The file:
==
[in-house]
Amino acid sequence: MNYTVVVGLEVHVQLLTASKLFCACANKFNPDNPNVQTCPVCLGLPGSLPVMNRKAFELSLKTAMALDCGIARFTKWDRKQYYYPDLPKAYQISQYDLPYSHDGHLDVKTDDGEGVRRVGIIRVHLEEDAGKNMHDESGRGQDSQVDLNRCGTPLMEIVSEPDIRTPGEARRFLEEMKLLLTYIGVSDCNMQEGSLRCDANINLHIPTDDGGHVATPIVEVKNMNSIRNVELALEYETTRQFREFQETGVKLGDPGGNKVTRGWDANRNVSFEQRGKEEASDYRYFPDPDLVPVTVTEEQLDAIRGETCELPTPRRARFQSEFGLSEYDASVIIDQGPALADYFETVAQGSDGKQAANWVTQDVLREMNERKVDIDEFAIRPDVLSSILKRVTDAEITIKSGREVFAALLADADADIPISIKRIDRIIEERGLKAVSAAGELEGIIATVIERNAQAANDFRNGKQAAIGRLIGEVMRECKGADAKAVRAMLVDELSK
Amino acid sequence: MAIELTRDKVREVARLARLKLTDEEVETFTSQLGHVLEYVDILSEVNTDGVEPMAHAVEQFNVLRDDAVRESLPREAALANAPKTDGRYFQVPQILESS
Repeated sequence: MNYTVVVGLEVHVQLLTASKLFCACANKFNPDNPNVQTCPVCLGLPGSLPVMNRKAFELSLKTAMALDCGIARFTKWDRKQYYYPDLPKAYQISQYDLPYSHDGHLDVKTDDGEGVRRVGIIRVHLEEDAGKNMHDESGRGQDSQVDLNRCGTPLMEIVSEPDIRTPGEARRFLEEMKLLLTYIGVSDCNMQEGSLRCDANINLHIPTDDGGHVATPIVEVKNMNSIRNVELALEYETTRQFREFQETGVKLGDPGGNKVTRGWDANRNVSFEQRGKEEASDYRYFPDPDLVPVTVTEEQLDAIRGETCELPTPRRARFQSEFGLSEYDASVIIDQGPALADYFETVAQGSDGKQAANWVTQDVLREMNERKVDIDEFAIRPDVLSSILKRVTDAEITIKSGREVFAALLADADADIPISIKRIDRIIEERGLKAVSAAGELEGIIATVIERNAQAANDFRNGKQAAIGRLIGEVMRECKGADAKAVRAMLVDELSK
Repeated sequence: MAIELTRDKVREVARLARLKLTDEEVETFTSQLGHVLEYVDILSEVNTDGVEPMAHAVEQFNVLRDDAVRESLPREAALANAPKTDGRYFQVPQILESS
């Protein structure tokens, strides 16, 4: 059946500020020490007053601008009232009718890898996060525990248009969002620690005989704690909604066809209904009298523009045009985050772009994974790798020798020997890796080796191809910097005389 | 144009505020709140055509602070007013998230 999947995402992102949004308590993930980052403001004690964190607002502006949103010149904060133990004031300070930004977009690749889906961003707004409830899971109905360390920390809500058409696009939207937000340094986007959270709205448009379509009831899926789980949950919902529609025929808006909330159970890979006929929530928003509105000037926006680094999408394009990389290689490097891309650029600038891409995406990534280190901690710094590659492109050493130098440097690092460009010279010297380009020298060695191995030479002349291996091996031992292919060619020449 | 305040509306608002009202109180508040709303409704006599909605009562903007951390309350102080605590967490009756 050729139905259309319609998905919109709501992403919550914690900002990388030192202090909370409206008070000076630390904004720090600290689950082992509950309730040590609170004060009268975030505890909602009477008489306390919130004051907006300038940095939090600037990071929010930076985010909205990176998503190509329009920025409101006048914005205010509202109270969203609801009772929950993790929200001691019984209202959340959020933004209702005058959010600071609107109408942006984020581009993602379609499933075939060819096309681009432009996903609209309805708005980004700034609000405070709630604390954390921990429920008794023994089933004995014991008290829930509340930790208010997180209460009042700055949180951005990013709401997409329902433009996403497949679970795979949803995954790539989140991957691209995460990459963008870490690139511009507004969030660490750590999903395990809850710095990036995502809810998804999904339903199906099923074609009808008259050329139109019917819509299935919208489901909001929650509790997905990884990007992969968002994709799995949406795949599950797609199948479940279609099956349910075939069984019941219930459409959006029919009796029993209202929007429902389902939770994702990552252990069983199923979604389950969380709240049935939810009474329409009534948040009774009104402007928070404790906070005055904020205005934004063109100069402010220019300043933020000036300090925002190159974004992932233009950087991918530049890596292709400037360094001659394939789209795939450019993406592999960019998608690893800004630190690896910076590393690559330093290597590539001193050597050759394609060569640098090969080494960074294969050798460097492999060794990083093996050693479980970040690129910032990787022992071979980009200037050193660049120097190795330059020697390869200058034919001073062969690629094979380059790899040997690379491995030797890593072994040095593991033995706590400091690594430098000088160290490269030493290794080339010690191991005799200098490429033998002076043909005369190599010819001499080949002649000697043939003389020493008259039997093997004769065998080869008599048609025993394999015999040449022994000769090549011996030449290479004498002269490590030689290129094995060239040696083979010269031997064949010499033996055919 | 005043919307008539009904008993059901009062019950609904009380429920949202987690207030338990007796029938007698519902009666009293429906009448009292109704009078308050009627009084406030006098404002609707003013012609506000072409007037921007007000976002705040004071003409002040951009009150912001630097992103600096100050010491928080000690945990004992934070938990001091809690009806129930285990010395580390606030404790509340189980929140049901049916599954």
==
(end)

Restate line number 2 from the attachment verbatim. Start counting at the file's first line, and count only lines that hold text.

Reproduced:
Amino acid sequence: MNYTVVVGLEVHVQLLTASKLFCACANKFNPDNPNVQTCPVCLGLPGSLPVMNRKAFELSLKTAMALDCGIARFTKWDRKQYYYPDLPKAYQISQYDLPYSHDGHLDVKTDDGEGVRRVGIIRVHLEEDAGKNMHDESGRGQDSQVDLNRCGTPLMEIVSEPDIRTPGEARRFLEEMKLLLTYIGVSDCNMQEGSLRCDANINLHIPTDDGGHVATPIVEVKNMNSIRNVELALEYETTRQFREFQETGVKLGDPGGNKVTRGWDANRNVSFEQRGKEEASDYRYFPDPDLVPVTVTEEQLDAIRGETCELPTPRRARFQSEFGLSEYDASVIIDQGPALADYFETVAQGSDGKQAANWVTQDVLREMNERKVDIDEFAIRPDVLSSILKRVTDAEITIKSGREVFAALLADADADIPISIKRIDRIIEERGLKAVSAAGELEGIIATVIERNAQAANDFRNGKQAAIGRLIGEVMRECKGADAKAVRAMLVDELSK